A Border on a Budget

It doesn't cost a fortune to turn an eyesore into a garden spot.
Glenn R. DiNella

When my wife, Margaret, and I purchased our home, the garden at the end of our long driveway had all the charm of a train derailment. So this high-profile area was the first one we decided to redo.

We began by shifting a few plants around. The stiff-soldier row of small ornamental 'Bradford' pear trees came out. We dug up the two butterfly bushes (Buddleia sp.) and set them aside so we could amend the soil. The 10-foot-tall corkscrew willow tree (Salix matsudana 'Tortuosa') in the center of the bed was the only thing that remained untouched.

After pulling weeds, we tilled the hard-packed clay soil and added two pickup loads of clean leaf mold, available from our local landfill at a bargain price. A load of aged "zoo-doo" was free from the zoo. (Many zoos have more manure than they know what to do with, so they offer it to the public at little or no cost. Note: Be sure the manure comes from the herbivores; the manure of meat eaters contains harmful bacteria.) All of the materials were then tilled into the existing topsoil and raked smooth.

The two butterfly bushes were replanted close to the front, where their lacy foliage and perfumed flowers could be better appreciated. We splurged a little on 10 new 'Carefree Sunshine' shrub roses and wove a curved row of these low-maintenance beauties around the butterfly bushes.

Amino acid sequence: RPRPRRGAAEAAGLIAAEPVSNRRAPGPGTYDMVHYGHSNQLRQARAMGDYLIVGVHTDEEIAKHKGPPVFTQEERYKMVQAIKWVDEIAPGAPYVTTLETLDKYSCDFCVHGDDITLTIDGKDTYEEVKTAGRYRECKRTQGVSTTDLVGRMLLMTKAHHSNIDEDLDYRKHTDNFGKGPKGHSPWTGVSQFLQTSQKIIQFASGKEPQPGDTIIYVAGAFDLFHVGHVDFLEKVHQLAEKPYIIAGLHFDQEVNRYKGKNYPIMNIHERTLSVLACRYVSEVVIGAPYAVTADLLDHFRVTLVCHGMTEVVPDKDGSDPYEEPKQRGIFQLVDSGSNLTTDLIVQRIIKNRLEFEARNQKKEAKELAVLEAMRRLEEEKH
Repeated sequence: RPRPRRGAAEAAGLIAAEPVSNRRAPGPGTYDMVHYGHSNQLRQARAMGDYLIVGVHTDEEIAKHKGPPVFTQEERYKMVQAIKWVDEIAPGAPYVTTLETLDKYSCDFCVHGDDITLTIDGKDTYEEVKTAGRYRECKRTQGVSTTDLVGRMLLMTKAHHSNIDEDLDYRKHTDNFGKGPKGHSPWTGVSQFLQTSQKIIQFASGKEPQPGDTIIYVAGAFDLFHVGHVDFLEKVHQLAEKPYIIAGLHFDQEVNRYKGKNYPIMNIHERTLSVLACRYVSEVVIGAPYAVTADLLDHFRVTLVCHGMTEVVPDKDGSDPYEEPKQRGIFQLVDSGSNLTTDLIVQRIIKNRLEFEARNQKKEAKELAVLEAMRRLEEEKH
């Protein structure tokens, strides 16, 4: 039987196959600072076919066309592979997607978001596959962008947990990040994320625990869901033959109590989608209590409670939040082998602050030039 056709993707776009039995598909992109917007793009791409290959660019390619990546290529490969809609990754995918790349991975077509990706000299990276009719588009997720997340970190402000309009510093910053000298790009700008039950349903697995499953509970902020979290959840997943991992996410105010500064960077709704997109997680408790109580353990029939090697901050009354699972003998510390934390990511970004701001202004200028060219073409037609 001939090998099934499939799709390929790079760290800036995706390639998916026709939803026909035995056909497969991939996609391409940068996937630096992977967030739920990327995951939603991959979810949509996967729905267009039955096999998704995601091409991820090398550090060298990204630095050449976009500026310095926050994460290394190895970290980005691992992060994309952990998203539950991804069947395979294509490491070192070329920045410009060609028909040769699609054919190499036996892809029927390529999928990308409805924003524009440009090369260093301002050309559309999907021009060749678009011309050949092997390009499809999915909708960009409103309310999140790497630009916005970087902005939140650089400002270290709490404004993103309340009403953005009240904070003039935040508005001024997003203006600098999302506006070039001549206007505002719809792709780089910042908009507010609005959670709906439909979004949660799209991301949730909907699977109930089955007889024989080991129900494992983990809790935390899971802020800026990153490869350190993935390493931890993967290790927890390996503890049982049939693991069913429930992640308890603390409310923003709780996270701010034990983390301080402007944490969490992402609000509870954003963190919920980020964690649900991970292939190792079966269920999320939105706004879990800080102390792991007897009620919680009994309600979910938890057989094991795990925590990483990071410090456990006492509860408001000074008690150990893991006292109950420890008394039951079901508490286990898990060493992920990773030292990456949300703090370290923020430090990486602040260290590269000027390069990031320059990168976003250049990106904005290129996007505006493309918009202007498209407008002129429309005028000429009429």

We placed an inexpensive birdbath among them so the lemon yellow petals would create a floating potpourri as they dropped. A dovecote-style bird feeder, which we purchased at a local home-center store and painted white, makes a stand-out accent. To construct the wattle edging, we used the plentiful supply of privet clippings taken from the back of the property.

Zinnias planted from seeds cover the remaining space. These colorful, drought-tolerant annuals germinate quickly, draw butterflies, and provide cut flowers all summer.

The last of the frugal planting was done by the cardinals and finches that dropped sunflower seeds from the new bird feeder. As the seeds fell into the soft, fertile soil, they quickly sprouted and grew tall enough to peek over the tops of the zinnias. The bright sunflower faces were such a nice finishing touch; it made us wish we had thought of it ourselves.

BARGAIN BLOOMS: For this makeover, our goal was to be speedy as well as thrifty. Here's how we spent (and saved) our money.

  • 2 loads of leaf mold $40
  • 1 load of zoo-doo free wattle edging free
  • birdbath $80
  • bird feeder, post, and brackets $85
  • 1 (25-pound) bag sunflower seeds $10
  • 5 packs of common zinnia seeds $10
  • 2 flats of Zinnia angustifolia $25
  • 10 'Carefree Sunshine' roses $150
  • 4 bales pine straw mulch $10
  • Total $410